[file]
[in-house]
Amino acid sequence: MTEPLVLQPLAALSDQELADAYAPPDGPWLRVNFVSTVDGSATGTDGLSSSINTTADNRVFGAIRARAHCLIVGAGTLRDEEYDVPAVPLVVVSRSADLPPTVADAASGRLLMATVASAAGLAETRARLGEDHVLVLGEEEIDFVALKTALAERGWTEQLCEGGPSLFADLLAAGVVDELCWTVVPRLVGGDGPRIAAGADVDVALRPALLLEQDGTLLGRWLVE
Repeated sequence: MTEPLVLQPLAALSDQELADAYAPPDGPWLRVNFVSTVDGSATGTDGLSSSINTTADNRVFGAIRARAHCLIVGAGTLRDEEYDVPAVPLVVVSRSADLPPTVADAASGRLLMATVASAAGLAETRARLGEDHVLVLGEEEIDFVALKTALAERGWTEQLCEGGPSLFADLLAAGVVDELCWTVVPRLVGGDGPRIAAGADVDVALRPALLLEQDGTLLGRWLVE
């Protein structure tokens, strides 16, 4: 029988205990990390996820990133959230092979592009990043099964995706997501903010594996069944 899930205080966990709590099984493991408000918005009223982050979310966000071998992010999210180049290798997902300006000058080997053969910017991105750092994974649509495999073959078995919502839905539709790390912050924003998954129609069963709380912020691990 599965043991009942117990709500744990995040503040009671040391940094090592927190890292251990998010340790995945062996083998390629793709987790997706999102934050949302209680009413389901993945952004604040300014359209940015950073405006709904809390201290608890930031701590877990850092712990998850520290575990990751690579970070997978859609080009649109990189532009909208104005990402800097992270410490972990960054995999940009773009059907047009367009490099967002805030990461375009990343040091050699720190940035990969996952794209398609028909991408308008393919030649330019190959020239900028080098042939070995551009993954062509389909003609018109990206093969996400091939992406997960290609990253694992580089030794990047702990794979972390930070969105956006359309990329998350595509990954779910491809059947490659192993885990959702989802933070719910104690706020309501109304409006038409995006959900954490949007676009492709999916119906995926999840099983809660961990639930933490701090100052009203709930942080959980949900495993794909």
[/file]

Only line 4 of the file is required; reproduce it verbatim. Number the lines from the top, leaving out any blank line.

């Protein structure tokens, strides 16, 4: 029988205990990390996820990133959230092979592009990043099964995706997501903010594996069944 899930205080966990709590099984493991408000918005009223982050979310966000071998992010999210180049290798997902300006000058080997053969910017991105750092994974649509495999073959078995919502839905539709790390912050924003998954129609069963709380912020691990 599965043991009942117990709500744990995040503040009671040391940094090592927190890292251990998010340790995945062996083998390629793709987790997706999102934050949302209680009413389901993945952004604040300014359209940015950073405006709904809390201290608890930031701590877990850092712990998850520290575990990751690579970070997978859609080009649109990189532009909208104005990402800097992270410490972990960054995999940009773009059907047009367009490099967002805030990461375009990343040091050699720190940035990969996952794209398609028909991408308008393919030649330019190959020239900028080098042939070995551009993954062509389909003609018109990206093969996400091939992406997960290609990253694992580089030794990047702990794979972390930070969105956006359309990329998350595509990954779910491809059947490659192993885990959702989802933070719910104690706020309501109304409006038409995006959900954490949007676009492709999916119906995926999840099983809660961990639930933490701090100052009203709930942080959980949900495993794909």